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Aldermen Settle on 'Watered Down' Role for City Council Watchdog

By Ted Cox | February 10, 2016 6:02pm
 Ald. Patrick O'Connor was counting votes and guiding support on competing ordinances on the inspector general.
Ald. Patrick O'Connor was counting votes and guiding support on competing ordinances on the inspector general.
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DNAinfo/Ted Cox

CITY HALL — Aldermen on both sides of a hotly debated issue agreed Wednesday that they settled for a "field goal" rather than going for a "touchdown" in granting Inspector General Joe Ferguson the power to oversee the City Council.

All called it reform, but some charged it "watered down" the stiffer reforms a council committee originally passed a month ago.

At issue was a substitute proposal put forth Wednesday by Ald. Will Burns (4th), in his last council meeting before leaving for a job with Airbnb. It countered a measure sponsored by Ald. Michele Smith (43rd) to give Ferguson the full power to investigate aldermen, which cleared committee last month only to be deferred by a parliamentary maneuver by Ald. Edward Burke (14th).

 Ald. Scott Waguespack charged that the substitute ordinance
Ald. Scott Waguespack charged that the substitute ordinance "waters down the original version."
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DNAinfo/Ted Cox

Burns, clearly carrying the water on a distasteful issue as someone about to leave the council, insisted his substitute also gave investigative powers to Ferguson, but limited him to "breaches of ethics" and not the ability to conduct audits on government efficiency on aldermanic affairs.

Burns argued that would be "stretching the powers of the inspector general" and that aldermen need to feel free on "how we do our jobs" and appeal to their constituents, not the inspector general. He said aldermanic spending menus and expense accounts were already matters of public record, with no need for the inspector general to examine them.

Smith, however, lashed back at what she called "jurisdictional obstacles ... limiting oversight," and urged her colleagues to "pass this ordinance without diluting," saying her original proposal "fosters real change and not cynicism."

Ald. Scott Waguespack (32nd) called Burns' substitute "a watered-down version" of the original, adding it "goes backward and waters down the original version that we had."

"We are at the goal line here," said Ald. John Arena (45th), urging passage of Smith's original. "If we fumble now, that is what we'll be remembered for."

Ald. Danny Solis (25th) picked up on the football metaphor, saying the two proposals were the difference between a touchdown and a field goal. He argued for Burns' proposal, saying Ferguson "might make the point that we're inefficient," but that was for voters to decide, not the inspector general.

Ald. Brendan Reilly (42nd), however, countered that teams that settle for field goals are usually "losers."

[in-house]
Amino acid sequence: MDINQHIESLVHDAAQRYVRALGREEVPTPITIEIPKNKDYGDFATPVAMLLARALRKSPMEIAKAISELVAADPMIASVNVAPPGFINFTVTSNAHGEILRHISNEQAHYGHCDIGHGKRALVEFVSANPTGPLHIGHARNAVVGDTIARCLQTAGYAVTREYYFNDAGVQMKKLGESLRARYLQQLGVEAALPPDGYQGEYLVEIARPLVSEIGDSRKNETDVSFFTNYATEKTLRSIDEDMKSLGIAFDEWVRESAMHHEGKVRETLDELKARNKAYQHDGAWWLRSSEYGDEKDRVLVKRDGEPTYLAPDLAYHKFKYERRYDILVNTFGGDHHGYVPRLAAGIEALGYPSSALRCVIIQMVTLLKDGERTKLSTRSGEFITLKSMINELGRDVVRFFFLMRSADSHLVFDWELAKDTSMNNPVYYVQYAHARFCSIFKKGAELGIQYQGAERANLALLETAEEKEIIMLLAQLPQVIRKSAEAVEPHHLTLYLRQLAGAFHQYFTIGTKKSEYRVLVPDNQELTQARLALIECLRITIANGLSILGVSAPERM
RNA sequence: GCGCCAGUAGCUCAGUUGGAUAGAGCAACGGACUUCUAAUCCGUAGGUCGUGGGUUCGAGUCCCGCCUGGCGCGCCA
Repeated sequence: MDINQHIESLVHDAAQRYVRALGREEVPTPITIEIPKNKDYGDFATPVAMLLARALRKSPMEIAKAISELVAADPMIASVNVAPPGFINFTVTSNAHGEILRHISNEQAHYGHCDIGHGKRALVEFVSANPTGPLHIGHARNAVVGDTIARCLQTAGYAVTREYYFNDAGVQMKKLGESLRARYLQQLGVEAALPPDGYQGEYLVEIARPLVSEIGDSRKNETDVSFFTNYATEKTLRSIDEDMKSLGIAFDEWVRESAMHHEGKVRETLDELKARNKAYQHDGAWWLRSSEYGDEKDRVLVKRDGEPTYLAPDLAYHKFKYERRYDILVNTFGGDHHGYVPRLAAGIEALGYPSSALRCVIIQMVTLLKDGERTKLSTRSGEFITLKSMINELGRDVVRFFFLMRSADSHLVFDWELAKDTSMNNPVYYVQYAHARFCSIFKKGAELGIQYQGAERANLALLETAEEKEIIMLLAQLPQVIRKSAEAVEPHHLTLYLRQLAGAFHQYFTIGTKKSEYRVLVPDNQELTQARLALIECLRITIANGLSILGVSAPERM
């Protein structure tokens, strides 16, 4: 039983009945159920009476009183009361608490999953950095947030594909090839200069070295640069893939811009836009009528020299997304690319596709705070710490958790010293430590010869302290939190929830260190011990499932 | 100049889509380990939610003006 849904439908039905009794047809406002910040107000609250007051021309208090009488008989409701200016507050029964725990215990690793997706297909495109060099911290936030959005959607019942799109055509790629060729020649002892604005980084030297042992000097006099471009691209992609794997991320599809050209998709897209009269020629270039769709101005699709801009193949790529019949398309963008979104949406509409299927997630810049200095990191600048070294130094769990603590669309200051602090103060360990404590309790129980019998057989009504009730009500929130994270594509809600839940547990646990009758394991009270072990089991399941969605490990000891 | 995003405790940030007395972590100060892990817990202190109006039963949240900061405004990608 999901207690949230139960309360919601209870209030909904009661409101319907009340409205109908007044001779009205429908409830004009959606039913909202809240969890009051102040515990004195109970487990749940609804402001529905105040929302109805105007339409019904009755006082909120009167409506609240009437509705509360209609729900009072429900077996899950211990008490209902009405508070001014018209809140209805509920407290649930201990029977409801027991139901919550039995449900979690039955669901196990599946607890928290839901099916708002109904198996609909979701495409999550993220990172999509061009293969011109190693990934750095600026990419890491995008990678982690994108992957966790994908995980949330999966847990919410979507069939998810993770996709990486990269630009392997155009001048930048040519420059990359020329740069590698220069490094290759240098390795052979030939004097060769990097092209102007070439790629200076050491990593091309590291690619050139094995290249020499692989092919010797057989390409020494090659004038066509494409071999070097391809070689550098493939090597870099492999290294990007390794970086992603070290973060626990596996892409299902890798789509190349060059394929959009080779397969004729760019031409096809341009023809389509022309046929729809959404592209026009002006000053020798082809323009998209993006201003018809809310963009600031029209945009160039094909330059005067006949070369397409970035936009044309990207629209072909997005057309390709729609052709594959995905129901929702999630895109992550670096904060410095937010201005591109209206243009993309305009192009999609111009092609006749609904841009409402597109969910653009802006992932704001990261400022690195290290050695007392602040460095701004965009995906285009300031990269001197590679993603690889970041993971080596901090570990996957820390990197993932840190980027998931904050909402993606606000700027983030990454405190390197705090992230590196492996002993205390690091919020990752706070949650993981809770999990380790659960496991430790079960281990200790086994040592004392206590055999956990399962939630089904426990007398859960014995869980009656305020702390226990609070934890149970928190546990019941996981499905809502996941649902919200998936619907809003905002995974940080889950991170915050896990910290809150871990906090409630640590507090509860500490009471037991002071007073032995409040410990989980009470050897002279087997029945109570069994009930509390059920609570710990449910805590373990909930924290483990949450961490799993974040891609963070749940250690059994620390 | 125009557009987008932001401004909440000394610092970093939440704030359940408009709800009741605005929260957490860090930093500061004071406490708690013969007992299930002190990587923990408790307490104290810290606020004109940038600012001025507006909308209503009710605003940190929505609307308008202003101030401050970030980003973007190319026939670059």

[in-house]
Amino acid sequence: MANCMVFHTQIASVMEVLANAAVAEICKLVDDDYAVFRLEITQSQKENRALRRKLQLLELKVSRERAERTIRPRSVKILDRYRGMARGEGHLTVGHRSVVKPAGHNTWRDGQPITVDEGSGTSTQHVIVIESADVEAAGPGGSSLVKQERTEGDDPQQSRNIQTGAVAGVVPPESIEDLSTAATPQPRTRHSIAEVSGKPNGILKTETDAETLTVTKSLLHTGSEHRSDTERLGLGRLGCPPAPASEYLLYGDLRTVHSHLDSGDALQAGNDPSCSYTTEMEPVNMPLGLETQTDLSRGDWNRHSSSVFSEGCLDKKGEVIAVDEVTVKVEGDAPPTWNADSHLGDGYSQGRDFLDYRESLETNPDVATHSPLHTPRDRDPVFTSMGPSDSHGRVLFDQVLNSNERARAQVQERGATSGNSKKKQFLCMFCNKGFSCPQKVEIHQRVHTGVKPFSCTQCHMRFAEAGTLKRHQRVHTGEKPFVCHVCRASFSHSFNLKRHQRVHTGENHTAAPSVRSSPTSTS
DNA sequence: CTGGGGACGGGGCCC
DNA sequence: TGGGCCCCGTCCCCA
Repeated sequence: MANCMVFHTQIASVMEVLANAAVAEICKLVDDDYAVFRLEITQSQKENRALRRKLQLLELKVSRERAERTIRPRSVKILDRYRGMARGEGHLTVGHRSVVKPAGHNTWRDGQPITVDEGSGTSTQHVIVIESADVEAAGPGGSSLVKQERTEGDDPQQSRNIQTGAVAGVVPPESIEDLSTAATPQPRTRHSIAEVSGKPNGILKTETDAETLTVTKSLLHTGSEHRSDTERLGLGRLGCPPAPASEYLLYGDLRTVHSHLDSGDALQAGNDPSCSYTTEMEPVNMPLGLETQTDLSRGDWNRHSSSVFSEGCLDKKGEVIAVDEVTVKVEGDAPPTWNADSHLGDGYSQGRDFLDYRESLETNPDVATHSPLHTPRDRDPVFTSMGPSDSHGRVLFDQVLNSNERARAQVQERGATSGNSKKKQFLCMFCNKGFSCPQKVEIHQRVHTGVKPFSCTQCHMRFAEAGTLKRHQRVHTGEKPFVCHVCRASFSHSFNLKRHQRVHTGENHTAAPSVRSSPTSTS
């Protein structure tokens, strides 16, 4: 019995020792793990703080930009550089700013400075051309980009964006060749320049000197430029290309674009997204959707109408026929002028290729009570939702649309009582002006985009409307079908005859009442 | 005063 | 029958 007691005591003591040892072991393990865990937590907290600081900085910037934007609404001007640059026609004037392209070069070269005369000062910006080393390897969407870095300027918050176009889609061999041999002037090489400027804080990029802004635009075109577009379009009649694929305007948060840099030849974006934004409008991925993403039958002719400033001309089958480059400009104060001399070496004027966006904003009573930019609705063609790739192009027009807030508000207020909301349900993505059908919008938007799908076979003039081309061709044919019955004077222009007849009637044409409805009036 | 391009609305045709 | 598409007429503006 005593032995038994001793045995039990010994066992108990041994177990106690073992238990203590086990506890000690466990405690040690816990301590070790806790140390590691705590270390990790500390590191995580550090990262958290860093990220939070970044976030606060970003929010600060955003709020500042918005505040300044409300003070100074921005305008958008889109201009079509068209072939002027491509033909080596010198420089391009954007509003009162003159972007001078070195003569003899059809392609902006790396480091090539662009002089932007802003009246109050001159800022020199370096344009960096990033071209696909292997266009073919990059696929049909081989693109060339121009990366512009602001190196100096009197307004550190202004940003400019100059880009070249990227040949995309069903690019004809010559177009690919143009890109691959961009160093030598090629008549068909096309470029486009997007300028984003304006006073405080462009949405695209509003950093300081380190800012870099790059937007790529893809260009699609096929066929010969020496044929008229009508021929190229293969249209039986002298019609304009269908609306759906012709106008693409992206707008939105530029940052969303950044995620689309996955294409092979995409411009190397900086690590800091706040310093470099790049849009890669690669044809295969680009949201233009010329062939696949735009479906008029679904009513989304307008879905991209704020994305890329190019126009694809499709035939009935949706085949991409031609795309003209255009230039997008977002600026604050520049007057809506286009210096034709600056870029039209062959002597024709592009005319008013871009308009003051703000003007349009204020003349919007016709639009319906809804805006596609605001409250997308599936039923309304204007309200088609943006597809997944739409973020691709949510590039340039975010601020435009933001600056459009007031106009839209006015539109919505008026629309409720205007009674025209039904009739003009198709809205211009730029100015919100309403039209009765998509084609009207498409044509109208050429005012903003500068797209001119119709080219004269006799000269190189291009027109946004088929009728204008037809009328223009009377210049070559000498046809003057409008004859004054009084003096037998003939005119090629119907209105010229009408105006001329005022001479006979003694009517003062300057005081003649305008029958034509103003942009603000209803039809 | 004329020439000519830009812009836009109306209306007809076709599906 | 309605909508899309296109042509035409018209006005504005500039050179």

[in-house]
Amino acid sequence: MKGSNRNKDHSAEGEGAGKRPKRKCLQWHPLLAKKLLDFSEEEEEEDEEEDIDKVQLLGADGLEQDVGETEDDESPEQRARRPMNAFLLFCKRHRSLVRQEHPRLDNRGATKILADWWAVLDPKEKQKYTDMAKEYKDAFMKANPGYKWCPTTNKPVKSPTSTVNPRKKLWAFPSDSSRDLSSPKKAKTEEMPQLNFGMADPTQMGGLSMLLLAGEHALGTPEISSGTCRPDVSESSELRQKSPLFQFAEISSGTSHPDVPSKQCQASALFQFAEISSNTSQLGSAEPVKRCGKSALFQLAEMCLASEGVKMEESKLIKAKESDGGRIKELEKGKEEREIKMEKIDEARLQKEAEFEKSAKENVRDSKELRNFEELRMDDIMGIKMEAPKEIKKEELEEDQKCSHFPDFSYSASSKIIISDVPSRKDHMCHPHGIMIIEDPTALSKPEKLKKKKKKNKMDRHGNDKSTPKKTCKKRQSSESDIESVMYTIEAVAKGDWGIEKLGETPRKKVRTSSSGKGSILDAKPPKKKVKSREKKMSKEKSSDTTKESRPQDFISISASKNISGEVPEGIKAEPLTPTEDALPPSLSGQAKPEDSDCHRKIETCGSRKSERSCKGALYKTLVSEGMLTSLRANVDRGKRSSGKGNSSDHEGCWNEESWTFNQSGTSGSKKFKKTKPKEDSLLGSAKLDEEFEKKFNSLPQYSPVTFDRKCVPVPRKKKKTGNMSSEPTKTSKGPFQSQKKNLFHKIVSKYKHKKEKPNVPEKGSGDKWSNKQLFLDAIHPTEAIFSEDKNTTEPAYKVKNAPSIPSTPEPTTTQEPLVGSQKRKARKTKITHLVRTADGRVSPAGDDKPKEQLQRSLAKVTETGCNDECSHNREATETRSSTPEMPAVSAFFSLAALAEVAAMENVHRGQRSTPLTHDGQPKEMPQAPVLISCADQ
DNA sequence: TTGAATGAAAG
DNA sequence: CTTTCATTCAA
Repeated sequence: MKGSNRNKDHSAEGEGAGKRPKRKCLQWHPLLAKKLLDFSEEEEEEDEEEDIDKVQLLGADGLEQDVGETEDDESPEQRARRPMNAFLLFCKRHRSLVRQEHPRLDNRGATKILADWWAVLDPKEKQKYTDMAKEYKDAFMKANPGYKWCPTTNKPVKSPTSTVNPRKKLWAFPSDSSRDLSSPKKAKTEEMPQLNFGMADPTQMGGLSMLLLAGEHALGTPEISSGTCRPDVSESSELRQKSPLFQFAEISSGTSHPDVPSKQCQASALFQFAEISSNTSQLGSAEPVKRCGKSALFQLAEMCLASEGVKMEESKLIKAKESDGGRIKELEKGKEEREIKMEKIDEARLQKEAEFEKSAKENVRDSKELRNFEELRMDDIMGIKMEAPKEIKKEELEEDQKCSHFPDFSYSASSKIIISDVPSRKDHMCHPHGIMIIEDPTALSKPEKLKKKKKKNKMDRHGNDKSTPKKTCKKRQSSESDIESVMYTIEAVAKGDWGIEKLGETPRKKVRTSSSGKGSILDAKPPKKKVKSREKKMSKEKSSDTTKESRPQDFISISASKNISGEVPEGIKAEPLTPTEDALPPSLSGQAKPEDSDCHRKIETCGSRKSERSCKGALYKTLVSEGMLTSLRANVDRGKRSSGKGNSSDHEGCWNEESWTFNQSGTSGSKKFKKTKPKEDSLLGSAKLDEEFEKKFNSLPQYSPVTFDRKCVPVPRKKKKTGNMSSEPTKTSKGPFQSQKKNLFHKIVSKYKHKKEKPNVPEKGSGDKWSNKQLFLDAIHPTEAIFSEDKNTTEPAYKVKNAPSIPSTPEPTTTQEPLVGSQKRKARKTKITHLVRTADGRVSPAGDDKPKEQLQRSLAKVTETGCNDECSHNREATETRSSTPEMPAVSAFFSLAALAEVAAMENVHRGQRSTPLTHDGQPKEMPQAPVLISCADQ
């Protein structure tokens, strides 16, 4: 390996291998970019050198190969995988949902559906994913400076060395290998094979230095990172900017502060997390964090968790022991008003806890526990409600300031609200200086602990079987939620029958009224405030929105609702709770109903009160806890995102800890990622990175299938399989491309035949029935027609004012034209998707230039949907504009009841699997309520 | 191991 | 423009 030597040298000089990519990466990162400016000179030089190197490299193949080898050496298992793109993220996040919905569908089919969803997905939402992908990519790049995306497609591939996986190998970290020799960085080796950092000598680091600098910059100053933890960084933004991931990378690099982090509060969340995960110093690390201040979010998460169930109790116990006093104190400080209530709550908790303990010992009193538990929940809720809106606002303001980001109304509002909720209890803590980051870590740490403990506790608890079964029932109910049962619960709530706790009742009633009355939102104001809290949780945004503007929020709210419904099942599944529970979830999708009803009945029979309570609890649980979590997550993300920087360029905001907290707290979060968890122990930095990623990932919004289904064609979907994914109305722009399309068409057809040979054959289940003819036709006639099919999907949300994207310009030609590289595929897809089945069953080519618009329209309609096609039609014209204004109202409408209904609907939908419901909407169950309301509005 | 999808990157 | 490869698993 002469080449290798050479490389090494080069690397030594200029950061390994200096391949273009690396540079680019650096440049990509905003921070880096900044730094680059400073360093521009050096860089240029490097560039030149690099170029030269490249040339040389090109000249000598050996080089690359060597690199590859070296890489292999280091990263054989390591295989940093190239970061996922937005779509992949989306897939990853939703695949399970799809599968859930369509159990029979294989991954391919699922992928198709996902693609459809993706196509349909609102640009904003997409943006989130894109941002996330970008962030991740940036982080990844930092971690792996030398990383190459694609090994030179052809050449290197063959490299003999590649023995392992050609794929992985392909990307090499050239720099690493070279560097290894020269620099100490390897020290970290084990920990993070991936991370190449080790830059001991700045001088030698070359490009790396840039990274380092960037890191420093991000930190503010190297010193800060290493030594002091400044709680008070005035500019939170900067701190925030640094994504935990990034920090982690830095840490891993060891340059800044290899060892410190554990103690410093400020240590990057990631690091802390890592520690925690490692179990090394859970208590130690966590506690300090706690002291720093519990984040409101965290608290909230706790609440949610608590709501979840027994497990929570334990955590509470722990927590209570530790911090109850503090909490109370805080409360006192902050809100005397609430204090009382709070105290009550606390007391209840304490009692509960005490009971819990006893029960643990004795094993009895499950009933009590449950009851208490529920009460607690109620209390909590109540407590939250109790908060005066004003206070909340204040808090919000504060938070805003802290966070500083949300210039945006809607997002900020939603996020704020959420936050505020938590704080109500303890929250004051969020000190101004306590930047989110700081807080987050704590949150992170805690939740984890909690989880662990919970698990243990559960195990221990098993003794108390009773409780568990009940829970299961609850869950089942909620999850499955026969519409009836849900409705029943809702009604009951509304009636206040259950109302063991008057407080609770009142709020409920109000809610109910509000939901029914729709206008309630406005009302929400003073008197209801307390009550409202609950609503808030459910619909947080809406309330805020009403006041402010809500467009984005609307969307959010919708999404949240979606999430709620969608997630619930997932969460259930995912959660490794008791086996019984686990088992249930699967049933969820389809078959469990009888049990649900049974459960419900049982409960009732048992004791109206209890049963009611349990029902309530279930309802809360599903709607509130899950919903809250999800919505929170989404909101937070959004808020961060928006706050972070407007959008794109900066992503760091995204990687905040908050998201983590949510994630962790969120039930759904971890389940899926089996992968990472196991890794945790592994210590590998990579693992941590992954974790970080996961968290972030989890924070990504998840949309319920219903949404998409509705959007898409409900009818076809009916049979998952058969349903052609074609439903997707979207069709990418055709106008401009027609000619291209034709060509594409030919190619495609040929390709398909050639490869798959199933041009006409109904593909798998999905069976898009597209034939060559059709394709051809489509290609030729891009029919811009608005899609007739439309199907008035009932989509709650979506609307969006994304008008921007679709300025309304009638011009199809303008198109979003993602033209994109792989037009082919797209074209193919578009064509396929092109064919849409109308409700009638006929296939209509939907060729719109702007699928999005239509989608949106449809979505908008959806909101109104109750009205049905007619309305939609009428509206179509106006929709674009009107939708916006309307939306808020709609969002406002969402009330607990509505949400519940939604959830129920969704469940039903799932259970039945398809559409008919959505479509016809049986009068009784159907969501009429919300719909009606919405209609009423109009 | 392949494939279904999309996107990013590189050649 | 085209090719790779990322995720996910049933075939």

"There are obviously some jurisdictional gaps in the substitute," he said. "We should be picking the right ordinance," he added. "The substitute, quite frankly, doesn't do what our constituents are looking for."

Ald. Joe Moore (49th) replied with what he called a "reality check," saying breach of ethics, not government efficiency, "is what most people in this city are concerned about," and adding, "Please don't let the perfect be the enemy of the good."

Reilly, however, insisted Smith's original was "perfect" and should be adopted.

Ald. Patrick O'Connor (40th), who was overseeing the debate, and shepherding the substitute along, as chairman of the Workforce Development Committee, was counting the votes as Mayor Rahm Emanuel's floor leader, and he saw to it that Burns' substitute was first accepted by the council, by a 25-23 vote, and soon after adopted by a 29-19 vote.

Emanuel embraced it in any event, saying, "I happen to think it was a significant step forward." Yet, in a news conference after the meeting, he refused to say how he might have voted if the council had been deadlocked and he had been forced to cast the deciding vote.

Ferguson welcomed the new duties, even as he issued a statement saying the council "still failed to fully meet the moment."

Ferguson said aldermen "retreated," adding they "squandered what could and should have been a singularly successful moment in the city’s civic history."

The 23 aldermen who stood by Smith's proposal and voted against Burns' substitute included: Smith, Waguespack, Arena, Reilly, Joe Moreno (1st), Pat Dowell (3rd), Susan Sadlowski Garza (10th), Marty Quinn (13th), Toni Foulkes (16th), Matt O'Shea (19th), Willie Cochran (20th), Michael Zalewski (23rd), Michael Scott (24th), Christopher Taliaferro (29th), Milly Santiago (31st), Deb Mell (33rd), Carlos Ramirez-Rosa (35th), Nicholas Sposato (38th), Anthony Napolitano (41st), James Cappleman (46th), Ameya Pawar (47th), Harry Osterman (48th) and Debra Silverstein (50th).

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